Acosta Carles’ response: “I’m not against women wearing bikinis on the beach, I like it when Claret [his wife, who accompanied him for the speech] wears her bikinis, but the beach is one thing and the media is another.” He then added a biblical reference for good measure (hint:) to criticize those within Chavismo who have criticized his billboards. The logic (?) of the biblical reference is that these ‘opportunists of the revolution’ are selling Carles down the river in order to get in the spotlight and Chávez’s good graces. He continues, “and they ask me for security…but this is a security plan, to raise the awareness of the media to not use pornography. And now they say [I] ought to go to jail. Ah, but they don’t attack the media who publish all these beauties and bodies, all this staged beauty, physical but untouchable, but no one still, not even my own fellow party members, have presented me with a plan to guarantee peace and tranquility in the state.”
(El Carabobeño, 11 Agosto, 2007)
So is it, “hard working man trying to do what’s right just to be nagged and nagged by the bitchy opportunist feminazis?”
Or, is it “Short sighted particular interests shoot themselves in the foot and aid the opposition who do EVEN LESS about gender violence than the Revolution?”
Perhaps more interesting than anything else in Carles’ response is the way that he both touches upon truth while embodying the criticisms levied against him. On the one hand, he is right to point out that the private media’s depiction of women in Venezuela gives one the impression of a 24-7-365 taping of ‘Girls Gone Wild.’ On the other, his defense does just as little as his strategy to combat gender violence as the strategy itself.
A few quick anecdotes are in order: RCTV (gawd, i miss freedom) ran a spot on the ‘Venezuelan Women’s Football Team’ (before its concession ran out, of course) which featured 11 models in thongs and glittery bikini tops kicking a ball while the male commentator repeatedly whistled at their giggles and jiggles. Basic cable features a show called ‘Naked Wild On,’ featuring cheesy voice-overs a la ‘America’s Funniest Home Videos’ explaining to the audience at home that the unsuspecting nude sunbather ‘wants it.’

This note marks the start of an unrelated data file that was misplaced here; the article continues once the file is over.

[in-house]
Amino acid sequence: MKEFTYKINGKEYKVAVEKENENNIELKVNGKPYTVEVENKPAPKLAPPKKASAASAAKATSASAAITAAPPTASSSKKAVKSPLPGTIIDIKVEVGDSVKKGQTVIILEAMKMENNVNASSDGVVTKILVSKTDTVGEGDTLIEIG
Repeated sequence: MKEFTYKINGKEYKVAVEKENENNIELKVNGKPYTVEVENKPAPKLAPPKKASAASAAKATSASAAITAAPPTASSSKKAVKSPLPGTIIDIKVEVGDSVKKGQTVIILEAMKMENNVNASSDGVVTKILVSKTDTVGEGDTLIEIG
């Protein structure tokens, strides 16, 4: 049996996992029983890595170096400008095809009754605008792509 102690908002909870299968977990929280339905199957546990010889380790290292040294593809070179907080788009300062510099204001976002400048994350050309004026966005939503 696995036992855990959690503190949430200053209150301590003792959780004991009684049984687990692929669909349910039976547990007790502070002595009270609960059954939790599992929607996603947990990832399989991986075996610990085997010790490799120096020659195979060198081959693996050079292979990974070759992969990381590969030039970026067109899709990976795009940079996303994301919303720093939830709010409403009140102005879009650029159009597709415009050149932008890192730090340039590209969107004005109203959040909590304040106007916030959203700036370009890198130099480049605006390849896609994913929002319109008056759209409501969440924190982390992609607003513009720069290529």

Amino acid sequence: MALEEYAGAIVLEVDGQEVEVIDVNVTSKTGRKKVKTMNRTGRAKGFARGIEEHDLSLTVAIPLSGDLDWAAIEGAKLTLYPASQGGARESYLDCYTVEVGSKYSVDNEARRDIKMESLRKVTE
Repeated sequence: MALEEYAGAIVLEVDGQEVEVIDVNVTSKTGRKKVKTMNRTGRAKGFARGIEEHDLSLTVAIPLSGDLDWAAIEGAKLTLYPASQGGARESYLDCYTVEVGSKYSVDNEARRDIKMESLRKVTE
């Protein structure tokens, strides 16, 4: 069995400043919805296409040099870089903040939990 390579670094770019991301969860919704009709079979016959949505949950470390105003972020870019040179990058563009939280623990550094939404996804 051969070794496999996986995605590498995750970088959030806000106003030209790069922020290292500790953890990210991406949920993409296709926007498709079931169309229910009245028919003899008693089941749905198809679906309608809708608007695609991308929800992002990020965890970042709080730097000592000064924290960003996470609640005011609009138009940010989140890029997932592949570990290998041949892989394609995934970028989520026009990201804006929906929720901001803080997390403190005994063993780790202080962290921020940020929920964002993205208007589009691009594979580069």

This of course doesn’t even begin touch on the imbrication of race and gender. Any guide book or trivia collection about Venezuela proudly notes that the country has accrued more international beauty pageant titles than any other country in the world.
(1981’s Miss Univers, Irene Sáez, ran for president as COPEI’s candidate against Hugo Chávez in the 1998 elections. She finished fourth with 2.8% of the vote.)The question, of course, is why are almost all the images of 'venozolanas lindas' a bunch of cracker descendents from mid-20th century oil-boom immigrants?
Much like Miss Universe, the image of beauty all too often presented to the public by the private media here is all but a carbon copy of a North-American male’s media-infected idealization of ‘pretty.’ In effect, the Venezuelan private media’s depiction of women simultaneously feeds and produces a fairly typical dual white male fantasy structure which defines the good, the right and the beautiful. First, 'women' (because women outside the mold are something else...) are skinny (but always well endowed in the chest), white and blond. Hence, the prototypical fantastic ‘she’ carries the necessary maternal traits (large breasts-milk-sustenance-protection) while providing a positive pole of colonial identification (white-goodness) as well as the ‘youthly beauty’ (and privileged social position) of remaining thin.